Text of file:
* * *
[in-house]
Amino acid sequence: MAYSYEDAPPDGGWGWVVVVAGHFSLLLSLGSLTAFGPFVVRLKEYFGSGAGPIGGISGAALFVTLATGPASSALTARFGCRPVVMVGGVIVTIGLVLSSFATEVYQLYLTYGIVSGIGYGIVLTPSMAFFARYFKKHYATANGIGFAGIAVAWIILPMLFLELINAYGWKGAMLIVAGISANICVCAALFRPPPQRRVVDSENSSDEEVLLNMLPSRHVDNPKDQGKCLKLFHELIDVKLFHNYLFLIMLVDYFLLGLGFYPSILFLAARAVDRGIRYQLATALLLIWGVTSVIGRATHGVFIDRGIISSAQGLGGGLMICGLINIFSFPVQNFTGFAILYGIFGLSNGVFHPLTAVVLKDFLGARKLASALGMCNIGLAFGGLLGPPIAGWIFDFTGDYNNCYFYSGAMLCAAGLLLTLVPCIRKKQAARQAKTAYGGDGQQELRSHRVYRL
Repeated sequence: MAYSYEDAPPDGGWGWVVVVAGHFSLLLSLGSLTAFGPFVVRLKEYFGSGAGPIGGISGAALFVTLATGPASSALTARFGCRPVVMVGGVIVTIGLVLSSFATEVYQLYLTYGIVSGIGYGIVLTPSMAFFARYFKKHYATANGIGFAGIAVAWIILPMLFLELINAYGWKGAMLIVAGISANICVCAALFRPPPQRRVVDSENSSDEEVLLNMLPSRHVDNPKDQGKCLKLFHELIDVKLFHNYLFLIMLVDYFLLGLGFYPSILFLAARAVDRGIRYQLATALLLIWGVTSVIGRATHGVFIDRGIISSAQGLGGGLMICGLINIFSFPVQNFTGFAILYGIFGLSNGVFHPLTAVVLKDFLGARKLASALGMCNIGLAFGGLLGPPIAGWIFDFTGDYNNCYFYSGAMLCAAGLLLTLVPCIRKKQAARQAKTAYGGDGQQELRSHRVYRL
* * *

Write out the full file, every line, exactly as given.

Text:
[in-house]
Amino acid sequence: MAYSYEDAPPDGGWGWVVVVAGHFSLLLSLGSLTAFGPFVVRLKEYFGSGAGPIGGISGAALFVTLATGPASSALTARFGCRPVVMVGGVIVTIGLVLSSFATEVYQLYLTYGIVSGIGYGIVLTPSMAFFARYFKKHYATANGIGFAGIAVAWIILPMLFLELINAYGWKGAMLIVAGISANICVCAALFRPPPQRRVVDSENSSDEEVLLNMLPSRHVDNPKDQGKCLKLFHELIDVKLFHNYLFLIMLVDYFLLGLGFYPSILFLAARAVDRGIRYQLATALLLIWGVTSVIGRATHGVFIDRGIISSAQGLGGGLMICGLINIFSFPVQNFTGFAILYGIFGLSNGVFHPLTAVVLKDFLGARKLASALGMCNIGLAFGGLLGPPIAGWIFDFTGDYNNCYFYSGAMLCAAGLLLTLVPCIRKKQAARQAKTAYGGDGQQELRSHRVYRL
Repeated sequence: MAYSYEDAPPDGGWGWVVVVAGHFSLLLSLGSLTAFGPFVVRLKEYFGSGAGPIGGISGAALFVTLATGPASSALTARFGCRPVVMVGGVIVTIGLVLSSFATEVYQLYLTYGIVSGIGYGIVLTPSMAFFARYFKKHYATANGIGFAGIAVAWIILPMLFLELINAYGWKGAMLIVAGISANICVCAALFRPPPQRRVVDSENSSDEEVLLNMLPSRHVDNPKDQGKCLKLFHELIDVKLFHNYLFLIMLVDYFLLGLGFYPSILFLAARAVDRGIRYQLATALLLIWGVTSVIGRATHGVFIDRGIISSAQGLGGGLMICGLINIFSFPVQNFTGFAILYGIFGLSNGVFHPLTAVVLKDFLGARKLASALGMCNIGLAFGGLLGPPIAGWIFDFTGDYNNCYFYSGAMLCAAGLLLTLVPCIRKKQAARQAKTAYGGDGQQELRSHRVYRL